By Mark Schmidt
Special to The Witness
The Fortnight for Freedom comes to a close on July 4. This should not mean that once it is over we move on to other things until next year’s Fortnight. The Fortnight for Freedom is not intended to be a publicity stunt, or a two-week advertisement for the Catholic Church. It ought to challenge us, first and foremost, to look at the world in a way that shows us our faith-life is an intentional choice and one that we ought to participate in on a daily basis, privately and publicly. The cause for religious freedom should not be relegated to the status of a political ideal but should be understood as a basic human right, one that we should strive to ensure for all people, not just those of our own faith, and not just in the confines of our home or our place of worship. Pope Francis reminds us of this in the apostolic exhortation “Evangelii Gaudium” (On the Proclamation of the Gospel in Today’s World):
“The Synod Fathers spoke of the importance of respect for religious freedom, viewed as a fundamental human right. This includes ‘the freedom to choose the religion which one judges to be true and to manifest one’s beliefs in public.’ A healthy pluralism, one which genuinely respects differences and values them as such, does not entail privatizing religions in an attempt to reduce them to the quiet obscurity of the individual’s conscience or to relegate them to the enclosed precincts of churches, synagogues or mosques.” (EG, 255)
The freedom to choose one’s own religion and to practice it both privately and publicly without unjust intervention from the government must be respected in our laws. However, we must also respect it in our daily lives. Just as we desire to live according to our faith, we ought not promote or participate in ways that unjustly limit the religious freedom of other faith traditions. It would be wrong to argue for religious freedom for ourselves and unjustly deny it for others. For example, there have been many attempts across the country to prevent our Muslim brothers and sisters from building houses of worship in communities where they reside. We must remember that as Catholics we also faced the same difficulties earlier in our own nation’s history (and sadly to this day in some parts of the country this still happens) as we tried to build places for our liturgies and for our schools. We can support other’s right to freedom of religion without compromising our own faith; in fact, it is our faith that obliges us to ensure that such human rights are respected for all people of good will. It is our duty to defend the right to free exercise of religion. The bishops remind us of this by stating it in the “Formation of Consciences for Faithful Citizenship” this way:
“The right to exercise religious freedom publicly and privately by individuals and institutions along with freedom of conscience need to be constantly defended. In a fundamental way, the right to free expression of religious beliefs protects all other rights. Corresponding to these rights are duties and responsibilities — to one another, to our families, and to the larger society. Rights should be understood and exercised in a moral framework rooted in the dignity of the human person.” (FCFFC, 49)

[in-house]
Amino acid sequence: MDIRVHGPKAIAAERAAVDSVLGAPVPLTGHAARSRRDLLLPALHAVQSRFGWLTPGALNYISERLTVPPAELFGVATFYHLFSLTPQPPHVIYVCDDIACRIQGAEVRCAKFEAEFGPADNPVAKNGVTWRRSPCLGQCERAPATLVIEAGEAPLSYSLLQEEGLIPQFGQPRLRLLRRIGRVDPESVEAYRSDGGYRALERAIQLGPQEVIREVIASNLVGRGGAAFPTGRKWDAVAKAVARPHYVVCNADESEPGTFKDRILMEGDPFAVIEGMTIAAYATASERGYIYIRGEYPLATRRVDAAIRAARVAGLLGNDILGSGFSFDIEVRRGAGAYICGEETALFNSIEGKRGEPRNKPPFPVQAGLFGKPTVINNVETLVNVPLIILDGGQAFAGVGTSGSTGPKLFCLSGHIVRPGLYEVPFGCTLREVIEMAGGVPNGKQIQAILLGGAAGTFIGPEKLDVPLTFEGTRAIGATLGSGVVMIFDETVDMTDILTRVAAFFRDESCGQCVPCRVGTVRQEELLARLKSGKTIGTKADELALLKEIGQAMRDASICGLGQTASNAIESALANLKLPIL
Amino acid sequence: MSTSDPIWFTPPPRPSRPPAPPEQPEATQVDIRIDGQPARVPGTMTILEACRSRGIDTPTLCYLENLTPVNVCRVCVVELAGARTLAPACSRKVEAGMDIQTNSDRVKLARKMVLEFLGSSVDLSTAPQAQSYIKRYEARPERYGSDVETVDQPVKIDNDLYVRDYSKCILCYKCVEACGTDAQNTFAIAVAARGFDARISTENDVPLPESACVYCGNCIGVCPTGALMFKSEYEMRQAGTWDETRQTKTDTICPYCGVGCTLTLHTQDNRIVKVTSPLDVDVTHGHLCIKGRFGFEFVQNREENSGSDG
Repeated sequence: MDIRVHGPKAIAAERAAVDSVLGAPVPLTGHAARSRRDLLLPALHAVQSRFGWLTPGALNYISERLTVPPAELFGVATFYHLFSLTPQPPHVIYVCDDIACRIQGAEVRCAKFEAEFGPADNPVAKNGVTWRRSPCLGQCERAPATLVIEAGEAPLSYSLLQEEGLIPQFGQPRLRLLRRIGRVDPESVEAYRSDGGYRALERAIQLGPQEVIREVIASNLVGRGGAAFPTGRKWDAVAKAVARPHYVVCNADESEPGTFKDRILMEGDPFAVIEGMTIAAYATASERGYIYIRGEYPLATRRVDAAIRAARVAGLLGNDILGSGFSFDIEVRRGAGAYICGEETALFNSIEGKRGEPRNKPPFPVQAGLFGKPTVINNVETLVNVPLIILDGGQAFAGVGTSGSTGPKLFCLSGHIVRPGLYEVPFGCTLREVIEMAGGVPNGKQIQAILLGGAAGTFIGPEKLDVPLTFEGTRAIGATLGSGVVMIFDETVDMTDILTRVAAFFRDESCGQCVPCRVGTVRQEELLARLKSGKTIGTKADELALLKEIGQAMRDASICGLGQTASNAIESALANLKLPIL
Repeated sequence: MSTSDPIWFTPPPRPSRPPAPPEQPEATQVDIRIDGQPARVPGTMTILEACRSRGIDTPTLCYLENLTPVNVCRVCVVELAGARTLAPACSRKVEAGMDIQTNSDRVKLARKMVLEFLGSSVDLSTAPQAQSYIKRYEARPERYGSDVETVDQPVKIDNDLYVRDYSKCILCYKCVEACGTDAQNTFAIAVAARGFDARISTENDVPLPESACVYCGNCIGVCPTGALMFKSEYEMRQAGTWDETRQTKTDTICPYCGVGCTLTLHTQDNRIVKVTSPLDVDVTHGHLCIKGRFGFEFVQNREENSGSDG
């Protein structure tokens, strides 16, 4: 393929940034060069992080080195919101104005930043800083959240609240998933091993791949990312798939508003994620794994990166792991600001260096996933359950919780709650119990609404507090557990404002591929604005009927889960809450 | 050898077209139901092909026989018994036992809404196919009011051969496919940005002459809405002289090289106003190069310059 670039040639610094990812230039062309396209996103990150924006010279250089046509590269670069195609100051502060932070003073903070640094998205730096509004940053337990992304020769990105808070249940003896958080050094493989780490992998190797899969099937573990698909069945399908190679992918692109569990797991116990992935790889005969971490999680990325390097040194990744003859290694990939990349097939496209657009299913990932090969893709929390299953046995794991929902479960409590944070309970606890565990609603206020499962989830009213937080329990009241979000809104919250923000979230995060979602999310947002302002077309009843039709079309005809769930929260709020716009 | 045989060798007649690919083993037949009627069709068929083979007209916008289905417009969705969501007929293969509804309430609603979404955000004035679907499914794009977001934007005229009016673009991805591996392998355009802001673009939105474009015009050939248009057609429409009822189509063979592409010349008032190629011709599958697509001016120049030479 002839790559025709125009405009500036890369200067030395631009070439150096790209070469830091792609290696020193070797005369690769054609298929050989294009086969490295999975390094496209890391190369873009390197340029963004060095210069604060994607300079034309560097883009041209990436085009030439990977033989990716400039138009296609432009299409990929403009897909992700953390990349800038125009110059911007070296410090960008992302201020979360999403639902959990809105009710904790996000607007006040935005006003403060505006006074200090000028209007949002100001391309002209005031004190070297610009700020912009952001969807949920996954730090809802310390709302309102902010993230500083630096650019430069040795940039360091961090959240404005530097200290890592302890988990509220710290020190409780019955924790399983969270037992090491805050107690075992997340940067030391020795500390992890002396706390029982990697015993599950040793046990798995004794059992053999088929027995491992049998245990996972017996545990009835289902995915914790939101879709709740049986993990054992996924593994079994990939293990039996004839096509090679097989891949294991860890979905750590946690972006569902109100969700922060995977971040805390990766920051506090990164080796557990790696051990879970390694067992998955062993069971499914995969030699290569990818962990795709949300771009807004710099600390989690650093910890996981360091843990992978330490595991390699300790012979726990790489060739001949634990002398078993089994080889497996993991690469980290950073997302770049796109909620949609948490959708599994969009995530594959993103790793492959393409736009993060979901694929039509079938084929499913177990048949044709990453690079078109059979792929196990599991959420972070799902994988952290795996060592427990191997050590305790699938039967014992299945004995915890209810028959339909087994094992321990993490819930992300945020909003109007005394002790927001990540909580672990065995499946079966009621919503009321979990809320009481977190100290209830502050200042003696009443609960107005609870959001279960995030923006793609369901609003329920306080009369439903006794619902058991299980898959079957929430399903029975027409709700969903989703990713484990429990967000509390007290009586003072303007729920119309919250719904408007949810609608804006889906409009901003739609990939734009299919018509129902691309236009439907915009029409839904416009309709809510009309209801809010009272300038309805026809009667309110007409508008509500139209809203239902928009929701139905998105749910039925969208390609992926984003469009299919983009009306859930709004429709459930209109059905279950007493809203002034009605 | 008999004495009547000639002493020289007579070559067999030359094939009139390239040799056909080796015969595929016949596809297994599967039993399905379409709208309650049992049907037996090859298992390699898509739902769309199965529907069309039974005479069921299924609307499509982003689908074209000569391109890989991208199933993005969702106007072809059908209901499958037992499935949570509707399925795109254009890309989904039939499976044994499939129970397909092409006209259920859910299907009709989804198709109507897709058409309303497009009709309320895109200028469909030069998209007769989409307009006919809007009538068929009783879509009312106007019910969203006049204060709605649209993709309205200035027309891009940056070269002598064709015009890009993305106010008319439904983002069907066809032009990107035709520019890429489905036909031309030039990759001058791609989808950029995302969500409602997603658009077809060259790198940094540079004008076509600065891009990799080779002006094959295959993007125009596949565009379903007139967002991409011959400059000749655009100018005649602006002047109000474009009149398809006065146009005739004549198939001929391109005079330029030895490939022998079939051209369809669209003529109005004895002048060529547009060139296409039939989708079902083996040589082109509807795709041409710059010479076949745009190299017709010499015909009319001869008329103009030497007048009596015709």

We might say that our right to religious freedom carries with it a two-fold responsibility.
The first is that we actually practice our faith; that we seek an authentic relationship with God guided by the wisdom and sacraments of the Catholic Church and that we participate in the evangelization of the faith through charitable means. The second is a responsibility to respect the faith traditions of others. Though we do not agree that all faith traditions ultimately lead to salvation, we do believe that the freedom that God gave each of us to choose to love him applies equally to the freedom to choose whether or not we shall respond to the Gospel message as Christians, or we choose a different, less complete faith.
So, as we wrap up this Fortnight for Freedom, let us continue the message that it offered us year-round. Let us strive for respect for religious freedom in our laws to be recognized; let us not take for granted the freedom we do have allowing us to live out and share our beliefs by engaging in a deeper relationship with God through the sacraments, prayer and social action; let us be more mindful of the love we should have to all peoples of faith and even those of no faith that by our example we may bring them to Christ; and let us recognize that we are a people of faith, hope and love – faith in God and his church, hoping for our salvation and the salvation of all, and loving all those we encounter with the love of Jesus Christ.
Schmidt is director of Respect Life and Social Justice for the Archdiocese of Dubuque.